Anita Andres was less than two years old when she was admitted to an institution for children with developmental disabilities in Mosbach, Germany. The little girl had not reached her cognitive and physical developmental milestones. It was 1941, and the Nazi regime had years earlier approved the sterilization of people with disabilities or, in the case of pregnancy, abortion. But for children with a cognitive disorder or physical disability, a ministerial order was issued in 1939. Along with 52 other children, Anita was referred to the Psychiatric University Hospital in Heidelberg. It was directed by Carl Schneider, one of the leading psychiatrists of his time. He led a study that sought to establish the differences between congenital developmental disabilities and those acquired in the first months and years of life. Schneider was also behind the state euthanasia program, Aktion T4. After being used as part of the study, Anita was murdered like 10,000 other children with disabilities. The Lancet medical journal has just published a report, entitled Studying medicine, Nazism, and the Holocaust crucial to strengthening medical education and ethics today, full of stories like Anita’s. Published 90 years after Hitler’s rise to power, one of its aims is to provide a comprehensive overview of the research and to ensure that current and future medical professionals do not forget the horrific application of medical science and practice at that time.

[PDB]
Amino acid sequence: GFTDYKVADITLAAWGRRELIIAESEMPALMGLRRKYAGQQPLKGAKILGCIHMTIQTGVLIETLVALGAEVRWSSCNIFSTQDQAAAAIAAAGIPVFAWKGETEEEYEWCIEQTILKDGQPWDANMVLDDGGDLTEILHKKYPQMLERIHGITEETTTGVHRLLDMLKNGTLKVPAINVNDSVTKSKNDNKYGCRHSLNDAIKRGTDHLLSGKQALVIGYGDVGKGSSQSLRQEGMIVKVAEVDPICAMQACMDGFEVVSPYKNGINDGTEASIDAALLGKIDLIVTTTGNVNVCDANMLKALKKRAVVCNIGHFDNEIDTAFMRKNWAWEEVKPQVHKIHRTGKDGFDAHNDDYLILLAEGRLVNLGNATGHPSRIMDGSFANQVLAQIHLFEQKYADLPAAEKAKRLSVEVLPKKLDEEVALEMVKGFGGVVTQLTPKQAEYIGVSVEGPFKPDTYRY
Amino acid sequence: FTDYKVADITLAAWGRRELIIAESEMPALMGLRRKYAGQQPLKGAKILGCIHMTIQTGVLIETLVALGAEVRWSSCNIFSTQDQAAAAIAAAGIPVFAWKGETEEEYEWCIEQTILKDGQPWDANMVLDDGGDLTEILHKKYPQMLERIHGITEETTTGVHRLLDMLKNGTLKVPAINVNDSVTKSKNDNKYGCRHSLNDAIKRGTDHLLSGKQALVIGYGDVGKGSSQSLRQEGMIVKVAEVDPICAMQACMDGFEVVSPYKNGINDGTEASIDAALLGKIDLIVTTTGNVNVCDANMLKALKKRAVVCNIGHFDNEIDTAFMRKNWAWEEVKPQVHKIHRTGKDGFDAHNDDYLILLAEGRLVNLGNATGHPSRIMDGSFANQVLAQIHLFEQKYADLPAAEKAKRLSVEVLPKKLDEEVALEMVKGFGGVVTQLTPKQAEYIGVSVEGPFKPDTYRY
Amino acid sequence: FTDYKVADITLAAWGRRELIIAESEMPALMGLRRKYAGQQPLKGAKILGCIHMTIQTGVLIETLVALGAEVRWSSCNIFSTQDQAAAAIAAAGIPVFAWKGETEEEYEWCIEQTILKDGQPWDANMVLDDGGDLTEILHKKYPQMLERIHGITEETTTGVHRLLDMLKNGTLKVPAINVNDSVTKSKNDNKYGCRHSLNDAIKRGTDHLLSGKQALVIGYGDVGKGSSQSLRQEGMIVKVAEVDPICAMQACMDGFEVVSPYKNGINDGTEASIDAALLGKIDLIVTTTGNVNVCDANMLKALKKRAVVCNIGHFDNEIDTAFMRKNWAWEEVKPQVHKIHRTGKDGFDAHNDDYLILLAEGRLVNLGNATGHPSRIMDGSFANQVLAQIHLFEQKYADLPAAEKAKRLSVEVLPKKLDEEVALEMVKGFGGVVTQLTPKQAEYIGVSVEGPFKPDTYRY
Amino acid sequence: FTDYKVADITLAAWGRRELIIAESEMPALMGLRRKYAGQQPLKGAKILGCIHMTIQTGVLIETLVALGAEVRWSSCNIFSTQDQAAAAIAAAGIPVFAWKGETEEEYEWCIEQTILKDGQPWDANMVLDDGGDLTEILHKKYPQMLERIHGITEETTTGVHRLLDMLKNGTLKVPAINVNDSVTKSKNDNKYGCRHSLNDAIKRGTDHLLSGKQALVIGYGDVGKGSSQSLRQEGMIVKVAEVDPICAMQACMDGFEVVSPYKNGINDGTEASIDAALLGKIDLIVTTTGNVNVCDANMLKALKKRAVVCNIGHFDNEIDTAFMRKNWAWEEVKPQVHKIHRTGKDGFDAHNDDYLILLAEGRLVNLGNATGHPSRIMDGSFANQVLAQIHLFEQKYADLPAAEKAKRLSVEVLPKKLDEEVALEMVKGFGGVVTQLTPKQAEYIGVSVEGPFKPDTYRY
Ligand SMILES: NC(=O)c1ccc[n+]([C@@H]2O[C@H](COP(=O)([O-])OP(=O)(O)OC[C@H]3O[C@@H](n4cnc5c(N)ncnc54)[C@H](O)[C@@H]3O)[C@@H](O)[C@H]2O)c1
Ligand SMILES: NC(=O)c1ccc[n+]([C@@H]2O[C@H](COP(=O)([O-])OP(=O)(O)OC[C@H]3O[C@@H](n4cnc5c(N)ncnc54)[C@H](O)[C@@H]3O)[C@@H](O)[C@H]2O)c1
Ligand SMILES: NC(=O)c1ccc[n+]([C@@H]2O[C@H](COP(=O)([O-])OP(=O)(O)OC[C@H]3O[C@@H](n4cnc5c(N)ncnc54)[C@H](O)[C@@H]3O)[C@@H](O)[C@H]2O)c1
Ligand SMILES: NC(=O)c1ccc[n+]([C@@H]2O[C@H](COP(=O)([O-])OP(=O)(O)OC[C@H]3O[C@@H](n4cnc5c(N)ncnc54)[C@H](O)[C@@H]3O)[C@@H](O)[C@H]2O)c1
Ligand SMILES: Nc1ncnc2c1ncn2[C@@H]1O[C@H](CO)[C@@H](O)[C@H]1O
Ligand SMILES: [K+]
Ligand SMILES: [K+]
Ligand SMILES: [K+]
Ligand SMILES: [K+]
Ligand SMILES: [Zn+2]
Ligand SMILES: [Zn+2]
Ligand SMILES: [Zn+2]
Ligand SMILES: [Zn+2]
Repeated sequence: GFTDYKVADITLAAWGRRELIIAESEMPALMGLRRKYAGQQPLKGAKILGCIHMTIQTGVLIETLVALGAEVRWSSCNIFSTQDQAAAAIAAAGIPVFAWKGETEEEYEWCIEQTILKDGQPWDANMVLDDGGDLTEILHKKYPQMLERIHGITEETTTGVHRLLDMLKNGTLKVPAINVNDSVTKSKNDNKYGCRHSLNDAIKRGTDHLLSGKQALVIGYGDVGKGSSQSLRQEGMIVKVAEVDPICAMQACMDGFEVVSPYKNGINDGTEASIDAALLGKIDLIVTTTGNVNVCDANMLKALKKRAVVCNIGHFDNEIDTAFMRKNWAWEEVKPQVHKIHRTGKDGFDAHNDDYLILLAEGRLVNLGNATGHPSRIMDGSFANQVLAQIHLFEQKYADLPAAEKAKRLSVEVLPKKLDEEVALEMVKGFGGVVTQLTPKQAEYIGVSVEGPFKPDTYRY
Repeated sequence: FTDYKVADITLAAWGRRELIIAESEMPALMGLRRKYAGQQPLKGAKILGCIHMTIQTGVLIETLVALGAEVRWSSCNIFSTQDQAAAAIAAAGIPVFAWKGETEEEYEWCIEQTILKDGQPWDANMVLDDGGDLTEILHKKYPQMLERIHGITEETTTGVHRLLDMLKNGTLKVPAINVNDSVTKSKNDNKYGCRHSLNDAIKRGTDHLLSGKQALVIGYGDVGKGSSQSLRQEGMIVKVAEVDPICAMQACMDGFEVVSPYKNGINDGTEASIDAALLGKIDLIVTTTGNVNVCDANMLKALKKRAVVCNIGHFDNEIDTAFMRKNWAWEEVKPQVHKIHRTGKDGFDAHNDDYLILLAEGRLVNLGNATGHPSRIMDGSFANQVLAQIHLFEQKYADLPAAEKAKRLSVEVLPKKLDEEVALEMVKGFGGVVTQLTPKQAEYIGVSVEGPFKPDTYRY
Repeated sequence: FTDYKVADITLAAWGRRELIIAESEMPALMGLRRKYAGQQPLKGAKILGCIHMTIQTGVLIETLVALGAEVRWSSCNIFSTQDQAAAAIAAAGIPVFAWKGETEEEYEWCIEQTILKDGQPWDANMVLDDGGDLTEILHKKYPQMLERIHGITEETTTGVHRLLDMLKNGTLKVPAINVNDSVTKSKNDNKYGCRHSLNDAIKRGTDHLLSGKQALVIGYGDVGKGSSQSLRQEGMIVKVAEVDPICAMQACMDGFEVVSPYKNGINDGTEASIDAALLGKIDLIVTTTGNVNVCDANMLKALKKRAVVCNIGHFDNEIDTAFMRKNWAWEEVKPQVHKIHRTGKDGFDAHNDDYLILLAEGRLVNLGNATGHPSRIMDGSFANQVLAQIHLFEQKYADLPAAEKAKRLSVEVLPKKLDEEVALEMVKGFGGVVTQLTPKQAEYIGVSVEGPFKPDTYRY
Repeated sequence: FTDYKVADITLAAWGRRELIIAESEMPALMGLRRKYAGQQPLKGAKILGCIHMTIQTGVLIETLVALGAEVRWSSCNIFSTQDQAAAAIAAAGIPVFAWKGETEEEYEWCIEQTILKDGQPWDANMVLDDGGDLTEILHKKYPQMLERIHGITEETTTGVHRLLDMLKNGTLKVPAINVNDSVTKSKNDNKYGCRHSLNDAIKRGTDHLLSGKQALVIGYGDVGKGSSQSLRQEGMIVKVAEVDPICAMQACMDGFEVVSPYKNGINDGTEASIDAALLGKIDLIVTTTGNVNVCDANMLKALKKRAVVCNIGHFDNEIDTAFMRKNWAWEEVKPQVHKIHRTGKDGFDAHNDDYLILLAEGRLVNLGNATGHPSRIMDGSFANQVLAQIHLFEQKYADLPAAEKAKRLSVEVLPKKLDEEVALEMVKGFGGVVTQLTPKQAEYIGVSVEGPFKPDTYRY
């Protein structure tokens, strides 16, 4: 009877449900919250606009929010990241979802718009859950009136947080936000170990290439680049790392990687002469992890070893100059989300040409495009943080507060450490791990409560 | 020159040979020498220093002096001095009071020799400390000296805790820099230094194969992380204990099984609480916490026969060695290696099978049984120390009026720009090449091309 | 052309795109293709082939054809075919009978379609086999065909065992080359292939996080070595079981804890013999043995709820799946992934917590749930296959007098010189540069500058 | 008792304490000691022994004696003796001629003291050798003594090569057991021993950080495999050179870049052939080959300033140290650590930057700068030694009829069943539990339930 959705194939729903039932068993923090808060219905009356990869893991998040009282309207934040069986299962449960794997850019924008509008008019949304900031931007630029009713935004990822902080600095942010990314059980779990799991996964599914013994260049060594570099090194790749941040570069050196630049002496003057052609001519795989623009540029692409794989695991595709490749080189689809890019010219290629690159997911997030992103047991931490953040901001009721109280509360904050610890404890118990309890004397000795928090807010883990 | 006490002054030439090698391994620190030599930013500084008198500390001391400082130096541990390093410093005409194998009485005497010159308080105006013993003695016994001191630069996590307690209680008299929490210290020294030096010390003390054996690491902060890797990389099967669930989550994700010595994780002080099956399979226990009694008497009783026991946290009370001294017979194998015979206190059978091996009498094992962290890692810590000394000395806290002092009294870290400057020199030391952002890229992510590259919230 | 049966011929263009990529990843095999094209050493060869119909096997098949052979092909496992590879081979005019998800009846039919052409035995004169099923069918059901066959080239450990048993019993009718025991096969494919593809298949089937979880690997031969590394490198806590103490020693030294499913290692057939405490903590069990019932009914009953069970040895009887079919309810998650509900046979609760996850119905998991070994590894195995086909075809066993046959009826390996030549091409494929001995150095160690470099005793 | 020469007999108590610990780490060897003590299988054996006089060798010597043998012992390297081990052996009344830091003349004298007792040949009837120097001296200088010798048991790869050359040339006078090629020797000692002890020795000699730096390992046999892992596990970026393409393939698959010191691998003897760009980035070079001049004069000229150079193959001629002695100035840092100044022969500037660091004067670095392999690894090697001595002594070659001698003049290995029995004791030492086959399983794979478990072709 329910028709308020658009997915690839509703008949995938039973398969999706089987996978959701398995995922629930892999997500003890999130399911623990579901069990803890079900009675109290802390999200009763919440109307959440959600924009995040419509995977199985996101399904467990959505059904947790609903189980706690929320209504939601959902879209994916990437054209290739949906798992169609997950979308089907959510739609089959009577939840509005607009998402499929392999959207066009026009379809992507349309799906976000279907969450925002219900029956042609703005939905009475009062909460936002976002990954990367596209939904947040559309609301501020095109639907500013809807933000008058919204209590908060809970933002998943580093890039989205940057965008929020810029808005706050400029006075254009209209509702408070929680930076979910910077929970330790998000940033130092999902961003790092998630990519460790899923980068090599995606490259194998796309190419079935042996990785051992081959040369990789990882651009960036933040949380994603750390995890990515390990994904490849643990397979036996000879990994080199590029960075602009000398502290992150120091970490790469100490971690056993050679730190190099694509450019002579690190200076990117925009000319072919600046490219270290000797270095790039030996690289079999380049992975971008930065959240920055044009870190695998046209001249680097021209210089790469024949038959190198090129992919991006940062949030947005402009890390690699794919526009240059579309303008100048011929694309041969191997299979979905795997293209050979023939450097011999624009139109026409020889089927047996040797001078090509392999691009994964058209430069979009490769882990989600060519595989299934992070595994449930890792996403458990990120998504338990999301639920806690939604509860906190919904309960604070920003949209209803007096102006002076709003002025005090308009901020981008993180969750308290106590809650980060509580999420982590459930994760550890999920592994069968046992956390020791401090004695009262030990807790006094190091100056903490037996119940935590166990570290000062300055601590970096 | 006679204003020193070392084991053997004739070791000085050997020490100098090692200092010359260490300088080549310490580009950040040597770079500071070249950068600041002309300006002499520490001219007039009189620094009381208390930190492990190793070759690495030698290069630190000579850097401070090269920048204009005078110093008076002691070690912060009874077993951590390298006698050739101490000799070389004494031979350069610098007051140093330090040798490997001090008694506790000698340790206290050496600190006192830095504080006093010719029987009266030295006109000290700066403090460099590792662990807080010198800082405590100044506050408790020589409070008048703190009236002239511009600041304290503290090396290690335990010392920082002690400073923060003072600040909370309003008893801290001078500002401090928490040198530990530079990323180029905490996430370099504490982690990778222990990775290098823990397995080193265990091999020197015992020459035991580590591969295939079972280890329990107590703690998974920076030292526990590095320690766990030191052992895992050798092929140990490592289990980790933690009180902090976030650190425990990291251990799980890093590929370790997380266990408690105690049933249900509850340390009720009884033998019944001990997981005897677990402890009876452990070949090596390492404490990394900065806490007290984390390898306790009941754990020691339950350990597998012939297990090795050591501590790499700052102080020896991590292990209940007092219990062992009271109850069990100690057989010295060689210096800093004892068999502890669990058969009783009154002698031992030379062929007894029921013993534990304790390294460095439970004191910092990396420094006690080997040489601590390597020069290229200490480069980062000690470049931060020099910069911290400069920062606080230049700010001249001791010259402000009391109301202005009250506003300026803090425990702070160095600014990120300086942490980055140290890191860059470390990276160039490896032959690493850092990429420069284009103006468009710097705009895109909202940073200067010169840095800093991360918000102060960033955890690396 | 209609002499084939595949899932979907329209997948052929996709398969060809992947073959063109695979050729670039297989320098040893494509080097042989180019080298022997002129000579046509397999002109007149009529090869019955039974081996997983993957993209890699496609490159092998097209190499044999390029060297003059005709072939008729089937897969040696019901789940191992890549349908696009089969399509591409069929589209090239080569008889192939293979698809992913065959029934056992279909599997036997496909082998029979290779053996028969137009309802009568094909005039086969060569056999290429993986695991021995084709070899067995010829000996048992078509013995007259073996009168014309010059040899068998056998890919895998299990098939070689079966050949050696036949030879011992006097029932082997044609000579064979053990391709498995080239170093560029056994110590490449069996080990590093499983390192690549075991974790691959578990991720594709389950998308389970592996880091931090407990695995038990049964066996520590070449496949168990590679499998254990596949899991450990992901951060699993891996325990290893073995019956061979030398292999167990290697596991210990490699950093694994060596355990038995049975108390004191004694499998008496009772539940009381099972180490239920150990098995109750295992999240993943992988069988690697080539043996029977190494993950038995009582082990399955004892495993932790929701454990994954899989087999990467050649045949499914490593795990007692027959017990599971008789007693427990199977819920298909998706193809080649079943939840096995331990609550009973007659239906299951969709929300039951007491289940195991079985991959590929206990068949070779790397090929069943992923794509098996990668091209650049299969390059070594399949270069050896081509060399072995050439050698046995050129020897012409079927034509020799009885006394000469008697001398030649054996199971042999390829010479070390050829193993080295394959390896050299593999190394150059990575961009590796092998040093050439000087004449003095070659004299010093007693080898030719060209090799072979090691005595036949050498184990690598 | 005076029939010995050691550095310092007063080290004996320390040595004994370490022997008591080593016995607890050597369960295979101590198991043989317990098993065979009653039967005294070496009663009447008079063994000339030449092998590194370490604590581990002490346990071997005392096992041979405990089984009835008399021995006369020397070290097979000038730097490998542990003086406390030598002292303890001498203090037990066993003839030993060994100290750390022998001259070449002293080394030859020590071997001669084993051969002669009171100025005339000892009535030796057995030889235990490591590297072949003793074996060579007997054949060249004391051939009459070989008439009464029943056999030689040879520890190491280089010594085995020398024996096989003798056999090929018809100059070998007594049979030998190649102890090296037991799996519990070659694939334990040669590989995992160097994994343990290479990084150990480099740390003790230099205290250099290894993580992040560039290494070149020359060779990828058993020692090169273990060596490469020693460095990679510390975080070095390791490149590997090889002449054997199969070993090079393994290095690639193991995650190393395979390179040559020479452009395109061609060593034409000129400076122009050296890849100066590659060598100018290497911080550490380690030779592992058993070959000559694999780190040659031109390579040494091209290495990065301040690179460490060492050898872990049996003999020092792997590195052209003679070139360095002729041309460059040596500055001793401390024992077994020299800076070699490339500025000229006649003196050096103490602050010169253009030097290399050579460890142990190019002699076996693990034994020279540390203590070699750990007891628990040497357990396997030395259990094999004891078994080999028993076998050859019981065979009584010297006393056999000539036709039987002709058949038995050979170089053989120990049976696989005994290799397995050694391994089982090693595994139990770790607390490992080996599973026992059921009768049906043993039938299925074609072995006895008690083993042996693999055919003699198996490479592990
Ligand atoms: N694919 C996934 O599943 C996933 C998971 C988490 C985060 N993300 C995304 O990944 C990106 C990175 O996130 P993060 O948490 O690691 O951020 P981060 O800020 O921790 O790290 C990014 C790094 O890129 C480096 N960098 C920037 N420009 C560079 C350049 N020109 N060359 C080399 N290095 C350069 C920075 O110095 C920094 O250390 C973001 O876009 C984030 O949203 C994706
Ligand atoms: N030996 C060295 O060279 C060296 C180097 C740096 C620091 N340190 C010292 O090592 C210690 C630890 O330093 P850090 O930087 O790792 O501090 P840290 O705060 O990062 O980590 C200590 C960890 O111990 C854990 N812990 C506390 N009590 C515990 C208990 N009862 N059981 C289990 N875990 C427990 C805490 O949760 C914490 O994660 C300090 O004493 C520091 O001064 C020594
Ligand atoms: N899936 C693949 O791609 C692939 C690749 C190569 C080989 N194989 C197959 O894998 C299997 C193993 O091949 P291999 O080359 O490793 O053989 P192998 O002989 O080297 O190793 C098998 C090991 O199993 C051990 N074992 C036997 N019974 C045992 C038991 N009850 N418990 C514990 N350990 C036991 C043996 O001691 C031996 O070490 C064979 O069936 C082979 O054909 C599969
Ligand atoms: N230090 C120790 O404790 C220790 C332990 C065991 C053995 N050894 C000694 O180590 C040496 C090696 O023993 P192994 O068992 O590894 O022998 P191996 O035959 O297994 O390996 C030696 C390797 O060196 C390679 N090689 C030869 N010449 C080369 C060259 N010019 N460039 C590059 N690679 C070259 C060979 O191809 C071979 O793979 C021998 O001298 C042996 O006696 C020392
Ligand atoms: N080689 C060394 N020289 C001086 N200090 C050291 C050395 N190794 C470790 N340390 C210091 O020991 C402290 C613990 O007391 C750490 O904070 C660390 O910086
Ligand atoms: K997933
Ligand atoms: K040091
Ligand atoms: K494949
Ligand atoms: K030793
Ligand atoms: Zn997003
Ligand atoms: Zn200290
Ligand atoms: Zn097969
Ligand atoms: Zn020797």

Medicine during the Nazi period is probably famous today because of experiments carried out by people like Josef Mengele, the so-called Angel of Death, on the prisoners of the Auschwitz extermination camp. First assigned to the Roma camp, Mengele ended up as head of the Auschwitz-Birkenau complex infirmary. His power over who died and who lived a little longer, was absolute. At the foot of the ramps of the trains that brought Jews like cattle from all over Europe, Mengele would point left or right, deciding who went directly to the showers, i.e., the gas chambers, and who was assigned to forced labor. His infamous research on twins was especially chilling.
However, sinister characters like Mengele or Schneider obscure the real drama. Professor Herwig Czech of the Medical University of Vienna, co-chair of the report’s commission, says “it is often surprising how little is known about the medical crimes of the Nazis, beyond perhaps a vague idea of Josef Mengele’s experiments at Auschwitz.” In fact, the situation was far worse and went way beyond the participation of just a few doctors. The introduction to the report reads: “Perhaps the most pernicious fallacy about medical involvement in Nazism and the Holocaust is the notion that medical atrocities were the acts of individual, radicalized physicians.”
This idea of it having involved just a few bad apples is contradicted by the data flagged up in the report: among the liberal professions, it was doctors who were the most affiliated with the NSDAP, the National Socialist German Workers’ Party. As many as 65% of German doctors were members by the end of the war, the report cites. Many probably signed up out of simple opportunism, but it explained the authoritarian thinking of the majority of doctors and their personal conviction that Jews contaminated the German people.